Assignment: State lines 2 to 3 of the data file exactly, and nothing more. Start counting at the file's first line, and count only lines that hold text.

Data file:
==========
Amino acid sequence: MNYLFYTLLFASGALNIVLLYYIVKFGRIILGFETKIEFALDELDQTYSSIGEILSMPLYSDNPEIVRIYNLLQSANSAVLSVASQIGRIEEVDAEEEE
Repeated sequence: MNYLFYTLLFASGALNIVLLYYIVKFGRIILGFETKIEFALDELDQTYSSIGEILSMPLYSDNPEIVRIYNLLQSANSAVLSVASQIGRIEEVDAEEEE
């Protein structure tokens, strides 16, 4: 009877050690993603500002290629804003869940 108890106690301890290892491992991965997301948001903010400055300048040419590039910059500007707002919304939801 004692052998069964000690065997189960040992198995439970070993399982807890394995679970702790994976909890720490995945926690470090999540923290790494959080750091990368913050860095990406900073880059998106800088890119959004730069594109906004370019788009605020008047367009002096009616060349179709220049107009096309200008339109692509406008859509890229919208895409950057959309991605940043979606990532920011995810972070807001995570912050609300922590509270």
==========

Repeated sequence: MNYLFYTLLFASGALNIVLLYYIVKFGRIILGFETKIEFALDELDQTYSSIGEILSMPLYSDNPEIVRIYNLLQSANSAVLSVASQIGRIEEVDAEEEE
């Protein structure tokens, strides 16, 4: 009877050690993603500002290629804003869940 108890106690301890290892491992991965997301948001903010400055300048040419590039910059500007707002919304939801 004692052998069964000690065997189960040992198995439970070993399982807890394995679970702790994976909890720490995945926690470090999540923290790494959080750091990368913050860095990406900073880059998106800088890119959004730069594109906004370019788009605020008047367009002096009616060349179709220049107009096309200008339109692509406008859509890229919208895409950057959309991605940043979606990532920011995810972070807001995570912050609300922590509270």